Fireplaces are a great source of warmth on cold nights, but cleaning out wood ashes, unfortunately, comes with the territory. Before lighting a new fire, you need to clean out the ashes to ensure your fire gets adequate oxygen and produces little carbon monoxide. Remember that carbon monoxide is produced when wood burns without enough oxygen, and it can be dangerous in enclosed spaces. So, what to do with ashes from fire pit?
Even though we don’t burn as many wood fires as we used to, when you do, you probably ask yourself where to get rid of your wood ashes. In this article, learn six creative ways to answer the question, what to do with ashes from fire pit?
6 Practical Uses
What to do With Ashes From Fire Pit
Boosting Soil pH
Wood ash is alkaline, and you can use it in place of limestone if you want to raise the pH of your soil. Ash is also more water-soluble than lime. Test your garden soil to determine its pH. Garden soil should have a pH between 6.0 and 7.0 for most plants; higher than 7.0 is alkaline and lower than 6.0 is acidic.
Some plants require less or more than the 6-7 range, though. For instance, tomatoes need lots of potassium and calcium, so soils should have higher alkalinity. Adding wood ash is a simple way to boost the soil’s potassium and calcium levels. If your soil is too acidic, plant roots will be unable to absorb the nutrients they need.
Wood ash also has small quantities of minerals like magnesium, aluminum, sodium, and phosphorous. If you plant corn, hay, alfalfa, and similar plants, they drink up all minerals in the soil, and you need to restore these nutrients – you can use wood ash for this.
Note: Remember to test your soil before adding ash to it, especially when growing acid-loving plants like rhododendrons, blueberries, and azalea. Don’t dump the ash in one spot, and never put it directly onto plant leaves or stems (rinse if necessary). Apply on calm days to limit misapplication, and always have protective coverings for yourself.
Add a sprinkle of ash to your indoor or outdoor compost bin/pile. A small amount with every new layer adds the nutrients in ash to your “compost tea” and eventually garden soil. Make wood ash tea by soaking the ashes in water for 4-5 days; strain and then apply the solution directly into the soil. You need only apply very little to get the benefits of the wood ash tea – 3 pounds of ash in a 30-gallon bucket of water is enough for a backyard garden.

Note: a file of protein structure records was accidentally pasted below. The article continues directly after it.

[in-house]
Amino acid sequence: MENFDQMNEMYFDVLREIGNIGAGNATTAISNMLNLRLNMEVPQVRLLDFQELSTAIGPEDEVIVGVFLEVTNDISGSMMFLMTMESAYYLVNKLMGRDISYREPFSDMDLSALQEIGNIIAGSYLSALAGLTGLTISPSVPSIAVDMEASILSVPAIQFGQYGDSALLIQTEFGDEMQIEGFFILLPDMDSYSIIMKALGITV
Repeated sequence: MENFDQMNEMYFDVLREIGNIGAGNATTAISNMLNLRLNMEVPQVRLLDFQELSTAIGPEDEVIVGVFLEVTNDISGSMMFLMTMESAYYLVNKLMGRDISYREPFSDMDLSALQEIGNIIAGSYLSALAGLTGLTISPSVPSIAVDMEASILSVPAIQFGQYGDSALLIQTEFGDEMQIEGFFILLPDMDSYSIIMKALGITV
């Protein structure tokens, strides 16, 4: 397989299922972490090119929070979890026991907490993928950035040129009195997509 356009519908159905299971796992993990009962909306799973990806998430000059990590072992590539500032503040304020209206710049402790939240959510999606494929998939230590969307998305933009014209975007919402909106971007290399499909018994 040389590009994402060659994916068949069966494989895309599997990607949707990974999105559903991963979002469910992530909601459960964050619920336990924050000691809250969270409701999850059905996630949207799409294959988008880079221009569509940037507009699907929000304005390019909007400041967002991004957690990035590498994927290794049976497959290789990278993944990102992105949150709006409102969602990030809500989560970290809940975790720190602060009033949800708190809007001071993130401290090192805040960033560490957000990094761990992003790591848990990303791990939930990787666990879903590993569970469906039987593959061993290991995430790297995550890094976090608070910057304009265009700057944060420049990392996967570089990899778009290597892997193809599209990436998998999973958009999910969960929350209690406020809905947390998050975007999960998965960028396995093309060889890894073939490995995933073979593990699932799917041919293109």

Remember that wood ash tea only benefits certain plants during their growing season. Check the soil conditions before applying the tea and research the plants’ nutritional needs in advance.
Wood ash makes a free cleaning agent for glass and metal. Mix wood ash with a little water to form and paste, and use the paste as a mild abrasive to buff your tarnished metals, clean dirty glasses, and remove sticky residues and adhesives.
Protect your skin by applying the paste with a cotton cloth and wear gloves to protect your skin.
The earliest soap solution for mankind was made by mixing wood ash with water to produce lye – a necessary component for soap-making. It mattered where the ash came from though – hardwoods like beech, ash, and hickory have enough ash to make fairly concentrated lye.
You can carefully work with lye from wood ash to make homemade soap rather than throwing it away. It takes a bit of effort than simply buying, but once you master the craft you can make huge savings. If you decide to make soap, wear gloves to avoid burning your hands and follow instructions from a reputable source.
Wood ash can be used to deter domestic pests like ants, snails, and slugs. Just sprinkle a small amount around susceptible plants to keep them safe, and you can also sprinkle around your home. Reapply when washed away by rain.
Anti-Slip and Spill-Absorbent on Walkways
Wood ash can be applied to slippery walkways in winter, like gravel on snow-covered driveways or streets. You can keep your ash in a sealed metal container in your car or truck and fish it out to get out of a slippery portion of the road or walkway. Be careful to remove your shoes when you get home – you don’t want to track ash into the house.
If you spilled something that could stain your driveway, like oil from the car, you can use wood ash to absorb the spillage. The dark asphalt of the driveway will mask the color of the ash, and then you can simply sweep up the ashes after they absorb the spill.
Final Thoughts – Safe Handling of Ash
The rule of thumb is to wait 24 hours after a fire goes out to pick up ashes from your fireplace or fire pit. This allows the ashes and embers to cool down completely. Inspect to see if there are hot embers before collecting, or you could start another fire. Scoop using a metal spade or shovel and transfer to a metal container. Don’t use plastic or cardboard, just in case there’s still some heat in the ash.
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